Lithuania Bans GM Crops

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Jane Arnold

Sep 29, 2015, 2:07:15 AM9/29/15

Lithuania Bans GM Crops as Biotech Industry Loses More Ground
Posted on Sep 21 2015

Lithuanian Agriculture Minister, Virginija Baltraitiene, announced last
week that the Baltic country has demanded an EU opt-out regarding the
growing of genetically modified (GM) crops.

Baltraitiene stated; “So far we are not ready. We have to choose whether
to promote organic production, or allow GMOs. Our strategy is to increase
the number of clean, high-quality products.”

Commercial GM crop cultivation has never been allowed in Lithuania, and
the majority of previous Biotech company requests for trials for GM maize,
GM oilseed rape and GM potatoes in the country were not given permits by
the Environment Ministry, however the official opt-out has strengthened
Lithuania’s position on this issue even further.

The Director of the Agricultural Production and Food Department at
Lithuania’s Ministry of Agriculture, Rimantas Krasuckis, simply stated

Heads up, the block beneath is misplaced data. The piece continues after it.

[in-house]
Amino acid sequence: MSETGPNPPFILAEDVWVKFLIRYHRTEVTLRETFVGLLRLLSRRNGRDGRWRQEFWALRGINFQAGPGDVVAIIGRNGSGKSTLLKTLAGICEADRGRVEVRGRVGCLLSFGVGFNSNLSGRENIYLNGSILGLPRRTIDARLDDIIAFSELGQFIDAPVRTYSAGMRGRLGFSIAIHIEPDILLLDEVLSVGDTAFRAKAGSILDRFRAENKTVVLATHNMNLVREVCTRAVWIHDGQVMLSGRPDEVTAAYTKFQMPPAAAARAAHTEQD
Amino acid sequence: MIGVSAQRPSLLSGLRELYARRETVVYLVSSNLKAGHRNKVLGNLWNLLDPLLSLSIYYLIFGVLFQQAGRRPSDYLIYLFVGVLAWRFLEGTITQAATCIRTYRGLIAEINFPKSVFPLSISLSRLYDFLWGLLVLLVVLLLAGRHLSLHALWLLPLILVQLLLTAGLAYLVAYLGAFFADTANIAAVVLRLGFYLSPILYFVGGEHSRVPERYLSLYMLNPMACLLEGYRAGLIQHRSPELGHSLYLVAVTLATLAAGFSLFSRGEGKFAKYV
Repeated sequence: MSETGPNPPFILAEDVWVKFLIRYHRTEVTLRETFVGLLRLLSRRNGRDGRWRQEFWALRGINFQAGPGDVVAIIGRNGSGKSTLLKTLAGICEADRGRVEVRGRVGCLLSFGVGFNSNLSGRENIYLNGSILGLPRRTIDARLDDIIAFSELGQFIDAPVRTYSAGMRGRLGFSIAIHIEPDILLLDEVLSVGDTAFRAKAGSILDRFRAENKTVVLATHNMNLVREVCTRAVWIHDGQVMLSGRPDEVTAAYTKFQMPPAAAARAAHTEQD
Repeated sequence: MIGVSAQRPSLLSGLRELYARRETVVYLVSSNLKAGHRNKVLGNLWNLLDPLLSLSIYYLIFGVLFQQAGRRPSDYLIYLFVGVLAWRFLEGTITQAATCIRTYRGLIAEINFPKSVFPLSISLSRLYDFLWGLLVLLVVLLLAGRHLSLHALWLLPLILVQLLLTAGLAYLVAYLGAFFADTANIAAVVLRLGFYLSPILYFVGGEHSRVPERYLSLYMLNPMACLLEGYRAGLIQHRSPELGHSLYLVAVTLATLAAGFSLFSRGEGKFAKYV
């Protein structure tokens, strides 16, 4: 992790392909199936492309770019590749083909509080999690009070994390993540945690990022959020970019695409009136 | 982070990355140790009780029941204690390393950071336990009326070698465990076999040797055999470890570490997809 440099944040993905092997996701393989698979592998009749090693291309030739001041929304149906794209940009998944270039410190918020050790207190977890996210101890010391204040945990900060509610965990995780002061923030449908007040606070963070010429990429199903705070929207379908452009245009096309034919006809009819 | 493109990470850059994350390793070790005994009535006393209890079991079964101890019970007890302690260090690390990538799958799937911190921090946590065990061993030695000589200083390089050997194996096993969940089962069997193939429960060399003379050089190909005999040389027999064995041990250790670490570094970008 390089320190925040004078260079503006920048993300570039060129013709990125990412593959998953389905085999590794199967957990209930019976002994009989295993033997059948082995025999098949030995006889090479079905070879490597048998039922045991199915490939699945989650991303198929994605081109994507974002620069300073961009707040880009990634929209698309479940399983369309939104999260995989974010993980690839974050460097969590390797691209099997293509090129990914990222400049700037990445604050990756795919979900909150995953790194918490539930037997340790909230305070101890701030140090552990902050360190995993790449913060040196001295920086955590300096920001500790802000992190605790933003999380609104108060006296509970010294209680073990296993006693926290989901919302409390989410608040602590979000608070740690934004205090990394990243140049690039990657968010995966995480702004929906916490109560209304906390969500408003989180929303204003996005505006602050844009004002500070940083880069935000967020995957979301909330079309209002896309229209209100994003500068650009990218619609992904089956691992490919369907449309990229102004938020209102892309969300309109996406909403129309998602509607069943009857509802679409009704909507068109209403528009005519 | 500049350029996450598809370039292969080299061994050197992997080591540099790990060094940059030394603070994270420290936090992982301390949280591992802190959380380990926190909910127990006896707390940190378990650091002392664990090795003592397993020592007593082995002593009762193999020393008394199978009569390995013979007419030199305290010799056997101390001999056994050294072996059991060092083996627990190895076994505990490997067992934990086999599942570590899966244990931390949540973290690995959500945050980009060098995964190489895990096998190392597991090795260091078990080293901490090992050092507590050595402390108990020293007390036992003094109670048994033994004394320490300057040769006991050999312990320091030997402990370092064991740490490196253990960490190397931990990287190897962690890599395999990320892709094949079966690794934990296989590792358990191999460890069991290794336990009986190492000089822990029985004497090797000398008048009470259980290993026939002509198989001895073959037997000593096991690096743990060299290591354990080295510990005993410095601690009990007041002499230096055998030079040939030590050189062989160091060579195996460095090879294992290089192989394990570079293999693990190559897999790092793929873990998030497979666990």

that GM crops are “not proven”.

On Monday, Northern Ireland also joined the massive wave of EU countries
that have decided to ban the cultivation of GM crops under new EU
regulations that were passed earlier in 2015.

Northern Ireland and Lithuania have followed France, who announced their
decision last week, and also Greece and Latvia in asking for an opt-out
from growing GM crops. Germany and Scotland have also made it clear that
they will follow the same path.

German Agriculture Minister Christian Schmidt informed German states in
August of his intention to use a new EU law, passed in March, to ban the
use of GM crops. This followed the Scottish Government’s announcement
earlier in the same month that they will take similar action to protect
Scotland’s clean, green status.

The German announcement also came as Professor Carlo Leifert, Professor of
Ecological Agriculture at Newcastle University, said that he strongly
believes the Scottish Government ban on GM crops is right and that “there
are likely to be significant commercial benefits from Scotland being
clearly recognized as a GM-free region”.


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